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Part I Baroness Emmuska Orczy

XII What Love Is

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Table Of Contents: El Dorado

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Blakeney made no reply for the moment. He stood in the centre of the room, with the yellow light of the lamp falling full now upon his tall powerful frame, immaculately dressed in perfectly-tailored clothes, upon his long, slender hands half hidden by filmy lace, and upon his face, across which at this moment a heavy strand of curly hair threw a curious shadow. At Armand's words his lips had imperceptibly tightened, his eyes had narrowed as if they tried to see something that was beyond the range of their focus.

Across the smooth brow the strange shadow made by the hair seemed to find a reflex from within. Perhaps the reckless adventurer, the careless gambler with life and liberty, saw through the walls of this squalid room, across the wide, ice-bound river, and beyond even the gloomy pile of buildings opposite, a cool, shady garden at Richmond, a velvety lawn sweeping down to the river's edge, a bower of clematis and roses, with a carved stone seat half covered with moss. There sat an exquisitely beautiful woman with great sad eyes fixed on the far-distant horizon. The setting sun was throwing a halo of gold all round her hair, her white hands were clasped idly on her lap.

She gazed out beyond the river, beyond the sunset, toward an unseen bourne of peace and happiness, and her lovely face had in it a look of utter hopelessness and of sublime self-abnegation. The air was still. It was late autumn, and all around her the russet leaves of beech and chestnut fell with a melancholy hush-sh-sh about her feet.

She was alone, and from time to time heavy tears gathered in her eyes and rolled slowly down her cheeks.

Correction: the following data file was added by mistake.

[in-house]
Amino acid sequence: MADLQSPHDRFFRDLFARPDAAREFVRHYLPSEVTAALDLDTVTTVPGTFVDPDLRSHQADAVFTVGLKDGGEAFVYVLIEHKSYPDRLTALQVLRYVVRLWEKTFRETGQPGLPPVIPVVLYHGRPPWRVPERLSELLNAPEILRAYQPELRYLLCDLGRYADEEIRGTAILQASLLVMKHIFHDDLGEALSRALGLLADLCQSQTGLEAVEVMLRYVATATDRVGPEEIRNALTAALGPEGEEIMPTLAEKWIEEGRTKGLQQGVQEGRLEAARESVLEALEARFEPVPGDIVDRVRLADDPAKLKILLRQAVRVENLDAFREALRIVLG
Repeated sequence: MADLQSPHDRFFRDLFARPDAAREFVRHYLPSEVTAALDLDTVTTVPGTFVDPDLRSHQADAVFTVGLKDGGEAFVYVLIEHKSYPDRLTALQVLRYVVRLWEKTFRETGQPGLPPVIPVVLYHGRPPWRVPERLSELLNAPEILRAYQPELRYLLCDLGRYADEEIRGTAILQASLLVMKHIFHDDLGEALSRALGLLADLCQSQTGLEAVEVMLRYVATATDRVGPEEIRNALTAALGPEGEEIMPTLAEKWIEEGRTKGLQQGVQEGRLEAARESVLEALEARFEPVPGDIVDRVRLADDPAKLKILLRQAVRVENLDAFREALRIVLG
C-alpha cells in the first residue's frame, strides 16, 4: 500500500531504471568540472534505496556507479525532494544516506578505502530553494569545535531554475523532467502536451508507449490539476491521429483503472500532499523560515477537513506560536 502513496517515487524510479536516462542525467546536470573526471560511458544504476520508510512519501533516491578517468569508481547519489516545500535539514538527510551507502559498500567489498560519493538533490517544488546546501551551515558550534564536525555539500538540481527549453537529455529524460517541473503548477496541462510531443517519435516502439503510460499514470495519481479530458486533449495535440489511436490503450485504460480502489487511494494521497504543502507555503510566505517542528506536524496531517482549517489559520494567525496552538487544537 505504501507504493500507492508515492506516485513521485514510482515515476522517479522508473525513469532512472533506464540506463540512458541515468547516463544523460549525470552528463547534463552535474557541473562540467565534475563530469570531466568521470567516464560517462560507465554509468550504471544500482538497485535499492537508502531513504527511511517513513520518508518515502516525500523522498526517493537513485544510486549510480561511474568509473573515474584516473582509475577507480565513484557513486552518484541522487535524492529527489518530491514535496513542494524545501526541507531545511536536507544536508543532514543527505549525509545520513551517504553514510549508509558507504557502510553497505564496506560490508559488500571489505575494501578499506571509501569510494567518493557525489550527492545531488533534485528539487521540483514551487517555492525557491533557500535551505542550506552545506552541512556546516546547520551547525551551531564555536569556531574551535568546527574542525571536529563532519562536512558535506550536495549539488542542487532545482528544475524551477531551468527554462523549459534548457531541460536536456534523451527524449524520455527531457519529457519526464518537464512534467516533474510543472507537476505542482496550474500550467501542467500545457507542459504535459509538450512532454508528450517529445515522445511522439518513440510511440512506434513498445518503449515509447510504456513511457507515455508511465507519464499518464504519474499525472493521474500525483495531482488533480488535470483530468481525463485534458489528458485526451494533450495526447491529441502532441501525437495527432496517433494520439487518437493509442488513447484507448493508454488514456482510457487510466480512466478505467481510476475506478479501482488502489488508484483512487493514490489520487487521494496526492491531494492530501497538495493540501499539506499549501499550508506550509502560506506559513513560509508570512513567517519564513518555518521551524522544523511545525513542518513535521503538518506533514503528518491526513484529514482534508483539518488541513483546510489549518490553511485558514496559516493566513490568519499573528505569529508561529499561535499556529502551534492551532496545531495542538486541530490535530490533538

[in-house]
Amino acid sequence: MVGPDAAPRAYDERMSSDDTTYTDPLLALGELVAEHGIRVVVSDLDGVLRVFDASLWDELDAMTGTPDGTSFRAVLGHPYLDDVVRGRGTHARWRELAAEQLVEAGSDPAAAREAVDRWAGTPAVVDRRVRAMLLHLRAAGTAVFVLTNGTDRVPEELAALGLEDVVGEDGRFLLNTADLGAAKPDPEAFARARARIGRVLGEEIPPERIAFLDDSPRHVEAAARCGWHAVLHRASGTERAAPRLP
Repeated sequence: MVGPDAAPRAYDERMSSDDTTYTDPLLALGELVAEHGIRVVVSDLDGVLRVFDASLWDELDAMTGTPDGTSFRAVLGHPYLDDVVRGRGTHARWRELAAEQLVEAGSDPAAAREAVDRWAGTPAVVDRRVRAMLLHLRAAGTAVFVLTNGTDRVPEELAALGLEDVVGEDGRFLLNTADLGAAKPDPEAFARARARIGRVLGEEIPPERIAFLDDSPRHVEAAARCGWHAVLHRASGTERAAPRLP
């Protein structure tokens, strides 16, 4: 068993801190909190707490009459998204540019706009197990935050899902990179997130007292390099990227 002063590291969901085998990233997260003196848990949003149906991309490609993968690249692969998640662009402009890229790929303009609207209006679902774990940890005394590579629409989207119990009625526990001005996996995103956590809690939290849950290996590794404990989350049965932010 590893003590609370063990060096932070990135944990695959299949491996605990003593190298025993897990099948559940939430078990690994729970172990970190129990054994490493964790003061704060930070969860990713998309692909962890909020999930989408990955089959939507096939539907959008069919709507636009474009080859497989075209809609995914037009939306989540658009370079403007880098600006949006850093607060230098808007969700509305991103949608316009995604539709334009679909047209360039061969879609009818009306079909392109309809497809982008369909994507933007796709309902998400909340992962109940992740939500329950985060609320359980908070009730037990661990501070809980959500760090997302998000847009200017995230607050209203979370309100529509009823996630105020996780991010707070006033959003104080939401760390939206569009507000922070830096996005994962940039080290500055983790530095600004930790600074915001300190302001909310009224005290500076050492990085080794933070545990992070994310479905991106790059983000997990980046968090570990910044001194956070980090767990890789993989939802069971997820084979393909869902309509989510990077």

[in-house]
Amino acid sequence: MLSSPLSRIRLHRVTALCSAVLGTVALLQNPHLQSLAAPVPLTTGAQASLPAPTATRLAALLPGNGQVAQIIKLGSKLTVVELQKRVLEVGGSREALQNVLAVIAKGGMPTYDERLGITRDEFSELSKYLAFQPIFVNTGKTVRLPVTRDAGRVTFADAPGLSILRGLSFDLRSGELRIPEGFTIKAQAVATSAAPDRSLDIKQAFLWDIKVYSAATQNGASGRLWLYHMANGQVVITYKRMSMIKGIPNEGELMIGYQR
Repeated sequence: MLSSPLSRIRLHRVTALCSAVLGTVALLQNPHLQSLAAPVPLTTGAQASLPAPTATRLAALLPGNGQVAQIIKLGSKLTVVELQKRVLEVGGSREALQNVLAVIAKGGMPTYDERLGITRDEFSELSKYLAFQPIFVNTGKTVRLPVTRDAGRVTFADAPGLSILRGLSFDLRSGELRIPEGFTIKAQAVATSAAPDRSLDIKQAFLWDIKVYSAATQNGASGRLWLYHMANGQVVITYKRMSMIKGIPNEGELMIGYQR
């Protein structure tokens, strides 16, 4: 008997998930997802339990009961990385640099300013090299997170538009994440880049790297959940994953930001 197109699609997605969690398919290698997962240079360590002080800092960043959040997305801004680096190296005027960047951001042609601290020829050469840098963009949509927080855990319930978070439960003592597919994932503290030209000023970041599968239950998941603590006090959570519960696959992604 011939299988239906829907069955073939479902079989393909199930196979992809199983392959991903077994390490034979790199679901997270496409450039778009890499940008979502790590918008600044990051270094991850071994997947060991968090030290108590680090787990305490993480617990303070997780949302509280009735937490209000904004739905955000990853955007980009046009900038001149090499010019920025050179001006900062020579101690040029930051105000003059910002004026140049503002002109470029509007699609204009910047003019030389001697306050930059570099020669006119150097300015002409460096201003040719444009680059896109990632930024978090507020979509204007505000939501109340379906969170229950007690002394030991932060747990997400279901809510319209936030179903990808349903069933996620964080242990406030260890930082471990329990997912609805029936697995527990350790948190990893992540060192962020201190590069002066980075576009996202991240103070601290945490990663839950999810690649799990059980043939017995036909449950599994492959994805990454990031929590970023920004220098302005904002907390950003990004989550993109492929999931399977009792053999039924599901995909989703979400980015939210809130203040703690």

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Suddenly a sigh escaped the man's tightly-pressed lips. With a strange gesture, wholly unusual to him, he passed his hand right across his eyes.

"Mayhap you are right, Armand," he said quietly; "mayhap I do not know what it is to love."

Armand turned to go. There was nothing more to be said. He knew Percy well enough by now to realise the finality of his pronouncements. His heart felt sore, but he was too proud to show his hurt again to a man who did not understand. All thoughts of disobedience he had put resolutely aside; he had never meant to break his oath. All that he had hoped to do was to persuade Percy to release him from it for awhile.

That by leaving Paris he risked to lose Jeanne he was quite convinced, but it is nevertheless a true fact that in spite of this he did not withdraw his love and trust from his chief. He was under the influence of that same magnetism which enchained all his comrades to the will of this man; and though his enthusiasm for the great cause had somewhat waned, his allegiance to its leader was no longer tottering.

But he would not trust himself to speak again on the subject.

"I will find the others downstairs," was all he said, "and will arrange with Hastings for to-morrow. Good night, Percy."

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El Dorado
Baroness Emmuska Orczy

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